Fighting the Galle Fort jams

Fighting the Galle Fort jams
Why Sri Lanka’s famed Fort needs fewer vehicles
The archway at one of the entrances to the Galle Fort
Photo credit: Sean Stephen

The Galle Fort is a treasure trove of history, beautiful cobbled streets and well-restored buildings. And amongst these narrow streets flanked with quaint eateries, gem merchants and local art shops, there are also a lot of vehicles that do the rounds. So, if you are someone who prefers to walk around the Galle Fort to take in the charismatic aura of this 16th century Dutch stronghold, you’ll soon realize that the number of four-wheelers and three-wheelers is excessive. And the question we may need to ask, at least now, is if this UNESCO World Heritage site needs to be cared for more, perhaps by limiting the number of vehicles permitted to enter it.

A quiet narrow pathway within the Fort

The interlinked streets of the Galle Fort are narrow paths where two vehicles struggle, on most occasions, to pass through. Back in 2017, the Galle Fort saw regulations that were passed in 2009 come into effect, but these were to control the weight and height of heavy vehicles entering the Fort. While vehicles weighing above five tons and towering over three metres are banned from entering the historical site, other vehicles carrying goods are allowed in only between 9 a.m. and 11 a.m. and then again from 5 p.m. to 7 p.m.. There is also a speed limit of 25 kmph within the Fort.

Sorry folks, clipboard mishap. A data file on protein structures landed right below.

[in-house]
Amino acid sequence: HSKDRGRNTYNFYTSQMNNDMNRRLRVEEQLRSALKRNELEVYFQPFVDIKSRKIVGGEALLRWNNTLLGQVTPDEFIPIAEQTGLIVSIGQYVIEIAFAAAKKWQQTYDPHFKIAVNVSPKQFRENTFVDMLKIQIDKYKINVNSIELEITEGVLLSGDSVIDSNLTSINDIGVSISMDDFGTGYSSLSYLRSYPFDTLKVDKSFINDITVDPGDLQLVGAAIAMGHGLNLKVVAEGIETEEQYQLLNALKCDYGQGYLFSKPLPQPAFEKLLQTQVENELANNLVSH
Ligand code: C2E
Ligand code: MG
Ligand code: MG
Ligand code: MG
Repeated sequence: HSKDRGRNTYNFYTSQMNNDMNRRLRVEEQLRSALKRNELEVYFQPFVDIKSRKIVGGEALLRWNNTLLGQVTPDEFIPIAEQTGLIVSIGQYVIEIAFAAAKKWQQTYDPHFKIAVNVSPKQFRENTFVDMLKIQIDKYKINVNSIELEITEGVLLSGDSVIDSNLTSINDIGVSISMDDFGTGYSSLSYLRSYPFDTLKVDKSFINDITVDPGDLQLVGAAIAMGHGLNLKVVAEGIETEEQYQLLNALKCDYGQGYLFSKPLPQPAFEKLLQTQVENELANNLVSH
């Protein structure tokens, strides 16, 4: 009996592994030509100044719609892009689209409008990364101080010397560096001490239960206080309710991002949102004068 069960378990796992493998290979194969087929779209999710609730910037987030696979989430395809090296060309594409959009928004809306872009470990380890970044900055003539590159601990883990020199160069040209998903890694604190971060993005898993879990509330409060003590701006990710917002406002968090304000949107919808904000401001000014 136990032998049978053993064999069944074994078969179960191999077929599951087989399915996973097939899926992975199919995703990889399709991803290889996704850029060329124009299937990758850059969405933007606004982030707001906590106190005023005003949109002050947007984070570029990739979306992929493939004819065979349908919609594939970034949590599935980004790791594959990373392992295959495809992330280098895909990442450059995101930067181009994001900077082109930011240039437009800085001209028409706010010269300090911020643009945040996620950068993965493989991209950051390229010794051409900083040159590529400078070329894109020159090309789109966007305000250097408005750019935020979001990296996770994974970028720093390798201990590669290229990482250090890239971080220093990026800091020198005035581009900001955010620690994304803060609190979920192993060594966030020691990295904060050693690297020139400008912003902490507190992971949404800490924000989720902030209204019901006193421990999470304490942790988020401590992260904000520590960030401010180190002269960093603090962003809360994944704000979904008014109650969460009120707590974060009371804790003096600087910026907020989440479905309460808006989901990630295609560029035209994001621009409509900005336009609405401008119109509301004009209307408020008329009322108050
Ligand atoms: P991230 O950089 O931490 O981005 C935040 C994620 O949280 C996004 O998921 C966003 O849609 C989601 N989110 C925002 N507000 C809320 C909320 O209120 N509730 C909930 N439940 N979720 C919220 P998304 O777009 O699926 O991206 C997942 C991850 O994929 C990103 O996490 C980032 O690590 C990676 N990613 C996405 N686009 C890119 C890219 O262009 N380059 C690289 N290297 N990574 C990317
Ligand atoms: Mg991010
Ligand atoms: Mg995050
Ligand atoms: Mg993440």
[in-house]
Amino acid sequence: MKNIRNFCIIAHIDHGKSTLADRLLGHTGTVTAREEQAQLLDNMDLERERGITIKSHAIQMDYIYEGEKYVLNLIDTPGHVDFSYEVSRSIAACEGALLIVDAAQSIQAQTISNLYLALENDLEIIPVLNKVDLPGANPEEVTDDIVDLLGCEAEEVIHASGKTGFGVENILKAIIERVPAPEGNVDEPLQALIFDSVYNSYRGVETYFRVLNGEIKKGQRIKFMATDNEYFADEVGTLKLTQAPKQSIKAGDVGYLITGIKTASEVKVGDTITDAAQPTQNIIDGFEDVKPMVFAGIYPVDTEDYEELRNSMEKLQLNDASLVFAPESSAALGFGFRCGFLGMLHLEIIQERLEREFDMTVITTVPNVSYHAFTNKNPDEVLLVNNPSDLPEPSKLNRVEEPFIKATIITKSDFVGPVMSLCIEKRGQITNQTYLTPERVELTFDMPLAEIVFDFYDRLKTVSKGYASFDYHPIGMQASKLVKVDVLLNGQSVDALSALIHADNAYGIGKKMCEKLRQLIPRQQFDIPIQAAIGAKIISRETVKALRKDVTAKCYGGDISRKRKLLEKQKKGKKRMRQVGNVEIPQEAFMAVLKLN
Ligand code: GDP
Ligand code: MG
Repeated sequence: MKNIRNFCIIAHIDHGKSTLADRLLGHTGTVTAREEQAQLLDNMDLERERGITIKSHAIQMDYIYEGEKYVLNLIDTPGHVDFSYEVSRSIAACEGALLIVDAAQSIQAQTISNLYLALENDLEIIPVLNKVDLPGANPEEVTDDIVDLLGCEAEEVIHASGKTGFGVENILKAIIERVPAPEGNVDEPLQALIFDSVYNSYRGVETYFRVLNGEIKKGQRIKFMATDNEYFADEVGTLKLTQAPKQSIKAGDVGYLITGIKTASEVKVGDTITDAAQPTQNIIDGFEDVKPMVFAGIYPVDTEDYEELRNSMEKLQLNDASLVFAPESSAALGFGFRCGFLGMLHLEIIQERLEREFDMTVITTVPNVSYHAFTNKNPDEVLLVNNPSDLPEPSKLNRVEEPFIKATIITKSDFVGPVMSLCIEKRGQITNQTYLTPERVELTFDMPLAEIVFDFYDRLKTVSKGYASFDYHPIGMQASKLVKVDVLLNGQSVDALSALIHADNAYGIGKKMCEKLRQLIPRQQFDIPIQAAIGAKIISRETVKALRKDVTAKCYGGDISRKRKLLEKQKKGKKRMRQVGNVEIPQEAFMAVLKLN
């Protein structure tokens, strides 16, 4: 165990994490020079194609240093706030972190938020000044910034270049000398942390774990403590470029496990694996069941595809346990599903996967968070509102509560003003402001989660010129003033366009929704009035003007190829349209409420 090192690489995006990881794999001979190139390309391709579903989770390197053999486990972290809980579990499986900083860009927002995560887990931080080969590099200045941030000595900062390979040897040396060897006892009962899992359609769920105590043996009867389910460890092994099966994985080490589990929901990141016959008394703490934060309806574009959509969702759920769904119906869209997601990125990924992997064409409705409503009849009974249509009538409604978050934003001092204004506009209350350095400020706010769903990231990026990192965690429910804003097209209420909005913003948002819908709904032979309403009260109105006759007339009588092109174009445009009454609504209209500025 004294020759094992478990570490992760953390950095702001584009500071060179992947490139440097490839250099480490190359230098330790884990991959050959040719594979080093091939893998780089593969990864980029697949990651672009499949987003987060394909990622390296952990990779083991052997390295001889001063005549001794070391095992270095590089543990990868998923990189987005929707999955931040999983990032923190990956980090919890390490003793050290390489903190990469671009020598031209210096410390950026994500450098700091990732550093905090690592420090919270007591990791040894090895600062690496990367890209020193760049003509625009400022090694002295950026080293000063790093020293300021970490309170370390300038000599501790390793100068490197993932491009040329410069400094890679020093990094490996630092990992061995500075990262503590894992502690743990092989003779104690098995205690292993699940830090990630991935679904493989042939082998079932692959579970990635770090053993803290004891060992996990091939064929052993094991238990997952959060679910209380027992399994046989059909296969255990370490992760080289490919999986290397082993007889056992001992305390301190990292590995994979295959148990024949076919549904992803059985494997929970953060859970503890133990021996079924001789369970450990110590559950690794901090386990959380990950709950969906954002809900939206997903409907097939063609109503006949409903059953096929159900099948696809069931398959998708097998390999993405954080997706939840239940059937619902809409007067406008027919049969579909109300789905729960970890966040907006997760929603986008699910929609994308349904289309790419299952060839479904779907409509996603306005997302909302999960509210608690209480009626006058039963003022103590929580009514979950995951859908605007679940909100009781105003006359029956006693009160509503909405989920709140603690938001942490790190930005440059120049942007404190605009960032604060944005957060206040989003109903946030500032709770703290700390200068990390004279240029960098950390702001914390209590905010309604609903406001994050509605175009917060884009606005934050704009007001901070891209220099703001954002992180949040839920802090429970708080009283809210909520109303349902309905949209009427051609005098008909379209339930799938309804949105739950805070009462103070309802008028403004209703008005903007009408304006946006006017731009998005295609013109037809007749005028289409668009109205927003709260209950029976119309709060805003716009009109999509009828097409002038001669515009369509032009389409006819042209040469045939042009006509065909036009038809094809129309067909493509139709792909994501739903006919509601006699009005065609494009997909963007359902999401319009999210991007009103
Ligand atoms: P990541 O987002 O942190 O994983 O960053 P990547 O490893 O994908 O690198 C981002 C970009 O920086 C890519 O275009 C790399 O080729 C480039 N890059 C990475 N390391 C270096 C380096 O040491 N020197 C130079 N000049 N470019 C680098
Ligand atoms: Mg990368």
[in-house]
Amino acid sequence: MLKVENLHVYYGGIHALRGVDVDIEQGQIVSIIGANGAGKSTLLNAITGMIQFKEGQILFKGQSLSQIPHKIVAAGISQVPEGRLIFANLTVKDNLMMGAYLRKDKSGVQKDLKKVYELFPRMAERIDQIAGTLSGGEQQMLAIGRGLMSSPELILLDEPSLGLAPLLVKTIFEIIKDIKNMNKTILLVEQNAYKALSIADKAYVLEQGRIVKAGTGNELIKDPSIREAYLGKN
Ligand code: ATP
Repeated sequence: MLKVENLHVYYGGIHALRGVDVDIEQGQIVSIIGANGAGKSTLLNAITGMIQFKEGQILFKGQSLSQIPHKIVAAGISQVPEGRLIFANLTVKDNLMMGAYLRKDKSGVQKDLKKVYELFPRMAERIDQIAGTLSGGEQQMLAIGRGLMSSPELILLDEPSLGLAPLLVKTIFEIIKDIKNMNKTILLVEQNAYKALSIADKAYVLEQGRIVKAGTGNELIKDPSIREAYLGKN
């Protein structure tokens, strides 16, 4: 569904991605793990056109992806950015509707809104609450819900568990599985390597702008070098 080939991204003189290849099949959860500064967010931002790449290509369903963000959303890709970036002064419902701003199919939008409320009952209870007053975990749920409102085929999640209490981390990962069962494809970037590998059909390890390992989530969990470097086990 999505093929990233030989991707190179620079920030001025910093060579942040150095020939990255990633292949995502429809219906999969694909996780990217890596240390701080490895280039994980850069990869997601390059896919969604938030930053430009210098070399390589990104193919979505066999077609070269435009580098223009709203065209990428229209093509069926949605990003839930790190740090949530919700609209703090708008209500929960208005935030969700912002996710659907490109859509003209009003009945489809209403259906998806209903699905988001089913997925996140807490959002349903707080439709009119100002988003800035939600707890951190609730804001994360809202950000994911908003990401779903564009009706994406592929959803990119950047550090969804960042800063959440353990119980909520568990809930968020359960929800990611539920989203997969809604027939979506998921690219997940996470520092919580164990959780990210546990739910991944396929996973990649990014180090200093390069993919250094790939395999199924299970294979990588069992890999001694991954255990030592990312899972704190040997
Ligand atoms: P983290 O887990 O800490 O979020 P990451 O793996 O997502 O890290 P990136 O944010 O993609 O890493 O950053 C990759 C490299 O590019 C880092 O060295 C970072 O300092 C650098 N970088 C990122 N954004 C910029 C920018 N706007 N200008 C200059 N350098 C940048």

Visitors to the Fort mostly prefer to walk around to explore

While being full of buildings and architecture dating back to the Dutch period, it has been noticed that in the recent past some houses, buildings and arches of the Fort had been under stress owing to the heavy vehicle movement, resulting in cracks and dilapidation. This was the main reason for restricting the movement of heavy vehicles, but the problem now seems to be the ever increasing noise pollution with the almost constant hustle and bustle due to cars, vans and tuk tuks within the Fort.

So with all this in mind, what seems ideal is just exploring by foot, or perhaps getting on two wheels, both being options that would only add to the charm and quaintness of the Galle Fort. Not only would it ensure a relatively quiet environment within these fortified walls, but it would also benefit those trying to enjoy a characterful walk in this charming Fort.

The Fort Printers, an 18th century mansion now converted into a charming boutique hotel